Tiraspol is the capital of a country that doesn’t exist: the Republic of Trans Nistria. In Sinaia I started to make enquires about getting there. In 1990, as Moldava was spliting from Romania, Trans Nistria declared independence (never recognized) from Moldova. As one Eastern European country after another were turning to market economies, trans Nistria explicitly supported the soviet communist system, and becoming the European last bastion of it, with logistic support from the 14th Russian Army, a tender bunch that Moscow forgot (could not) relocate. The winds of change Scorpions sang about seem have been blocked by the Carpathians.

Getting to a country that doesn’t exist is, by itself, difficult. Add to that the burocracies. Officialy part of Moldova, a Moldovan visa is required to entry Trans Nistria. Being a complex paperwork, I decided to head straight to it, visaless, and try to enter Tgrans Nistria at a point where central Moldovan customs had no representation. That meant travelling to Odessa, in Ukraine, in giving it a try from there, directly to Tiraspol without getting trough Chisinau.

The trip was long, with notable assistance received from people working in petrol stations. If hitchhikers had a God’s Pantheon, the petrol station employees would defenitely had a space on the shelf. When night had isolated me in a small petrol station in Bacau, it was the young lad filling the tanks who found for me a car going to Suceava, 50 kms before Ukrainian border. Morover, he had no need to hand me a bottle of mineral water before I left. The driver’s name was Robert, and he run his own publicity business. When we arrived in Suceava, around 11 pm, he could then afford to put me up in a hotel. He later confessed that when he was 20 he dreamt of a money-less world, where everybody would take only enough for his needs. A system based on trust we are defenitely not ready for. But he considered that me challenge had to do with his dream and that he was substantially helping me to accomplish his dream.

Saturday, October 01, 2005

Walking Transivanya: between identity and nihilism.

I arrived to Sighisoara (Schassburg for the Saxon community) with the double hope of fulfilling both my intelectual curiosity for the Transilvanyan Case and my sensibility for walled medieval citadel. Declared UNESCO World Heritage Site, the citadel hosted, until 1897, the different guilds of Ssaxon craftmen, blacksmiths, tailors or carpenters, to whom the city owes its past prosperity. Heading for the 1648 Clock Tower I stumbled upon the house where Vlad Tepes was reportedely born, now a café. On the street, a natural size Dracula, kitsch beyond the point of repulsion, invites passers-by to the tourist-trap. I suddenly realized that the walls could not protect the citadel from the risk of self prostitution coming from within.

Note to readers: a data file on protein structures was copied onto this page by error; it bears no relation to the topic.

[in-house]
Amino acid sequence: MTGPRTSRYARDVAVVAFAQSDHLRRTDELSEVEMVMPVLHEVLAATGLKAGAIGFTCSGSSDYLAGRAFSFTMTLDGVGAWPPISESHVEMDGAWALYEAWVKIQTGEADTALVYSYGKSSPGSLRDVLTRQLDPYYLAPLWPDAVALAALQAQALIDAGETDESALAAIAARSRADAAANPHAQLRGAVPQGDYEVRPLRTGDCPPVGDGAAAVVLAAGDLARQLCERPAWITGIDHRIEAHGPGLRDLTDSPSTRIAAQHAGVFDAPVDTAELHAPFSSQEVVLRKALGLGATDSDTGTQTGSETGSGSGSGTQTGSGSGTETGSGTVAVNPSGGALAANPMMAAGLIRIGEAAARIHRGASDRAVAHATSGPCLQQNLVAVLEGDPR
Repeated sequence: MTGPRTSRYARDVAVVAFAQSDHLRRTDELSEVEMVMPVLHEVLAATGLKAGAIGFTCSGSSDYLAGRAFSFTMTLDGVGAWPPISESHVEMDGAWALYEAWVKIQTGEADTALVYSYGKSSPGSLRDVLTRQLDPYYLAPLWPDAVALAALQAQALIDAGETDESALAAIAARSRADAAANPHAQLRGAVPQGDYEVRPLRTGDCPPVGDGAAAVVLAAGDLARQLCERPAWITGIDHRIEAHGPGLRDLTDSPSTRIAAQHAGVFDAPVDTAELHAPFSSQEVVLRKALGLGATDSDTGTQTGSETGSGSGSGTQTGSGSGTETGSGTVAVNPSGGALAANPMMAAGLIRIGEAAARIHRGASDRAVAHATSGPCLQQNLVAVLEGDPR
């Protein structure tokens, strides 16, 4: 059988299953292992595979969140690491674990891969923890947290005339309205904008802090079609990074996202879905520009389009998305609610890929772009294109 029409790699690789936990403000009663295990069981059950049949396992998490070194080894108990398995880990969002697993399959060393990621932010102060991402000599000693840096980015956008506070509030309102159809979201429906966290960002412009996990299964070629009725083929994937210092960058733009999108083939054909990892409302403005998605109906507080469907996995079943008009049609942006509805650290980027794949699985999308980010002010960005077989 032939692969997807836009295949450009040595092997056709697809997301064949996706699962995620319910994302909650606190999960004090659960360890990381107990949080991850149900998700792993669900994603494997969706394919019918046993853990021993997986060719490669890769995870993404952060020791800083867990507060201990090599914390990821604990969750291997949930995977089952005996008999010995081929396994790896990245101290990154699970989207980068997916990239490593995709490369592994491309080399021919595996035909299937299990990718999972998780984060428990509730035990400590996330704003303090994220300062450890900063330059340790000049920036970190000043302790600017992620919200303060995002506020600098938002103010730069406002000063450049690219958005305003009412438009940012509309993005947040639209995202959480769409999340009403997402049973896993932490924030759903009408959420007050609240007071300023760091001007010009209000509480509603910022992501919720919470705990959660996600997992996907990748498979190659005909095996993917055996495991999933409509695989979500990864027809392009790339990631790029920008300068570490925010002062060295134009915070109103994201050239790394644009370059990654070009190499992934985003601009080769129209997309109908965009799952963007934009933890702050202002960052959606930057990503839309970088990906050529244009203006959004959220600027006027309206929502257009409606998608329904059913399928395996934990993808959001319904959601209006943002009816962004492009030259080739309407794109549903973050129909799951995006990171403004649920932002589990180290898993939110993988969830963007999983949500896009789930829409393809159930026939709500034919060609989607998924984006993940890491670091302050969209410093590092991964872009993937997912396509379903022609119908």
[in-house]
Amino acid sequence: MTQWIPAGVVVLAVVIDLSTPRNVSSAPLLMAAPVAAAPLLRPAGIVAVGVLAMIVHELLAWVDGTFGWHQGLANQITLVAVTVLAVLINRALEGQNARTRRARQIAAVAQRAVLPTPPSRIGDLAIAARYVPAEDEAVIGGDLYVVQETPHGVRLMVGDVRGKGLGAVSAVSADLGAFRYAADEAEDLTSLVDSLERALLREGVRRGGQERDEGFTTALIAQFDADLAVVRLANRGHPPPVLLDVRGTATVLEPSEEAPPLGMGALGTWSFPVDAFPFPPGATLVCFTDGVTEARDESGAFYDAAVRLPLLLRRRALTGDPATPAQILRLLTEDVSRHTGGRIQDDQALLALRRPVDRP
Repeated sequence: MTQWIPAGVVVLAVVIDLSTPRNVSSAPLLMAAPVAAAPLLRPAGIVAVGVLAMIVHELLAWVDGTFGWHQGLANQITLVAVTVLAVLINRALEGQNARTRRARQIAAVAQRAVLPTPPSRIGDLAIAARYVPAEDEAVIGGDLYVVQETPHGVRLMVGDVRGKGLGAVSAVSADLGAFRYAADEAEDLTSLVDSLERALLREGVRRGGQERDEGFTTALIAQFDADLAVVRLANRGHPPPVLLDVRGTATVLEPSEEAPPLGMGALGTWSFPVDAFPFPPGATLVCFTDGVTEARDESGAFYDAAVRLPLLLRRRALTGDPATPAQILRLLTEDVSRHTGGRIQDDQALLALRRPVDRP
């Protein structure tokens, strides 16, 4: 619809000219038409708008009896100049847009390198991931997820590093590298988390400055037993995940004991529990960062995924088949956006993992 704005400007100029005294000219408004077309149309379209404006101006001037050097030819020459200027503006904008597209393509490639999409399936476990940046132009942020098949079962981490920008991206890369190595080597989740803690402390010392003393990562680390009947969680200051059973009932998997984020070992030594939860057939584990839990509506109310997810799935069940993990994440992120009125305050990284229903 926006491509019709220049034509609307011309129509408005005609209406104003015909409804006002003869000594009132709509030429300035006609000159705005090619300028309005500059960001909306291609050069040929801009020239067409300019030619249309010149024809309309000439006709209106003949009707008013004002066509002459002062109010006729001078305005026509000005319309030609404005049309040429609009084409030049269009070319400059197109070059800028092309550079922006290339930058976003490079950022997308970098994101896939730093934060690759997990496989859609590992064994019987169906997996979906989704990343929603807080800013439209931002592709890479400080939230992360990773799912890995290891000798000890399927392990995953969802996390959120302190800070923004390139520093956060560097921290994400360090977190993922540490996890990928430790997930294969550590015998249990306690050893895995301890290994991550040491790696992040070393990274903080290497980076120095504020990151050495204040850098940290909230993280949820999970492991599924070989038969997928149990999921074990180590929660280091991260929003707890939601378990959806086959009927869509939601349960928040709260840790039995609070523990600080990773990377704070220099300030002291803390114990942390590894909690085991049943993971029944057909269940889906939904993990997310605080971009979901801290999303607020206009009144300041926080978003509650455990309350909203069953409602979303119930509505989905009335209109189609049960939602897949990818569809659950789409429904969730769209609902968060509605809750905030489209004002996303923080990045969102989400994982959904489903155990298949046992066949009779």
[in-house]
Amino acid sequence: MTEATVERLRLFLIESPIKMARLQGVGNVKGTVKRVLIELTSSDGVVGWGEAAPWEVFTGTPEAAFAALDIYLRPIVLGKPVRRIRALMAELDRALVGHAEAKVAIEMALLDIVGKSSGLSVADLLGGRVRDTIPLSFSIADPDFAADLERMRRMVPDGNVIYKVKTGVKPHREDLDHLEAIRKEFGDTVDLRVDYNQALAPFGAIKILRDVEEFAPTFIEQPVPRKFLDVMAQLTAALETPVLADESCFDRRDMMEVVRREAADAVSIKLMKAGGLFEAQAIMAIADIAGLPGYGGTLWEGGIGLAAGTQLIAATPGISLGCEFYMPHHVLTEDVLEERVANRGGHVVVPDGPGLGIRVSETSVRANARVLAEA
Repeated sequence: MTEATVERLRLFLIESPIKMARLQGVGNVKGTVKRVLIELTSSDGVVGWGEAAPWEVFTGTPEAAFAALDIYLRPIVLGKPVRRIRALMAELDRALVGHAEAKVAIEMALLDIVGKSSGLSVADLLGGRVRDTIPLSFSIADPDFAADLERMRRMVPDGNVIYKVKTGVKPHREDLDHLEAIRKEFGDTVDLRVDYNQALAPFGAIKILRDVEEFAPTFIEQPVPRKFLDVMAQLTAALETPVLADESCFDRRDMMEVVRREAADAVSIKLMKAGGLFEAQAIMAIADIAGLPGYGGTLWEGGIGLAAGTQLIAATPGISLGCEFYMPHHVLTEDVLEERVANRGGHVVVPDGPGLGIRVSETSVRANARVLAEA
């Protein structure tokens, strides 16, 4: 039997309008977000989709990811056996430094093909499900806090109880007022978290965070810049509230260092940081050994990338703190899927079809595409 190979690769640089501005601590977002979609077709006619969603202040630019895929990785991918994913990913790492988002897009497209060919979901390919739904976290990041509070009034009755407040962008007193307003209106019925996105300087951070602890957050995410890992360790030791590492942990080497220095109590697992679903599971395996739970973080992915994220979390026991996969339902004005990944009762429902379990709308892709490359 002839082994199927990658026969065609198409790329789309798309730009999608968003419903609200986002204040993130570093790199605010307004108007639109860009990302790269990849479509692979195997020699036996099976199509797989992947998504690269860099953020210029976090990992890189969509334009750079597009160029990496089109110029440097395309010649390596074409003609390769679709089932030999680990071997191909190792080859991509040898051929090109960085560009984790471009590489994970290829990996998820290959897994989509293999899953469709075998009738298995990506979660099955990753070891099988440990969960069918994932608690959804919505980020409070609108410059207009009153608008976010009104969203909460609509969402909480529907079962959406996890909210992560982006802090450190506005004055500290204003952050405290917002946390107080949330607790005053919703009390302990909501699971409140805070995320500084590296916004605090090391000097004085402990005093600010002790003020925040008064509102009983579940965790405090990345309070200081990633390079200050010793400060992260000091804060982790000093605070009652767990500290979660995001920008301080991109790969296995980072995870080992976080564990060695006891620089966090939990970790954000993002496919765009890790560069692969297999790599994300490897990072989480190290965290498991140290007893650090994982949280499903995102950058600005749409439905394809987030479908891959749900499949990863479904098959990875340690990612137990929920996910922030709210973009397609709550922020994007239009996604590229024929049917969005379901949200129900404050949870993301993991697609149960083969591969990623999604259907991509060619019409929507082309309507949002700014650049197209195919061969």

I would have left with a bitter sensation (and I would have slept in the Piata Cetati) if I hadn’t met the people at “Sustainable Sighisoara”, an NGO that aims to inforce, in the local level, the accomplishment of the Rio and Kyoto protocoles, signed and forgotten by Rumania. When the authorities themselves take destructive measures regarding the communities under their custody, it’s not advisable, but mandatory, for the people to self organize. In this context, on September 22nd, declared as International Day without Cars, I joined the several volunteers that walked the streets handing in trilingual leaflets inviting people to, at least once in the year, take the bus or the bike. Big was our surprise when, back in the Citadel Square, we found a classic cars exhibition, aproved by the local Council, or even its official response to the world wide crussade against pollution…

It’s little known fact by general public abroard that Transilvanya holds three big cultural traditions. The Romanian is the dominant and official. The Hungarian took roots in the 10th century, and then on, until 1918, the whole region was associated with Hungary. The German culture arrived with the Saxons invited in the 11th century by the Hungarian king to protect his kingdom’s southeastern flank. More interested than the soberanity issue is the identity one. Besides the absolutist positions that aim to reduce this diversity to only one of its contents, there are those who defend the singularity of transilvanyan identity, as land with triple heritage, Romanian, Hungarian and Saxon. These regard the official Romanian attitude as a reductionism, illustrated by the statue of Romulo and Remo that ornates one of the boulevards, with the leyend: “To Sighisoara, from Mother Rome”. Offenses to identity are, in deed, less explicit than those addressed to soberanity.

Even if in the Eastern European case the regional identities are neccesary consequence of the collpase of its empires, for some moments it seems to me that Transilvanya is to Romania what the Pampas region in Argentina is to the rest of the Republic: heterogenic and cosmopolitan. A Peruvian friend once complaint to me: when you Argentinians travel to Peru, you say that you go to Latin America, as if you were something else. He was right, morover, he doesn’t suspect that these trips normaly begin in the Argentinian provinces of Salta or Jujuy, fact that unmasks the insular identity of Buenos Aires people. The limit where the cultural otherness begins lies within.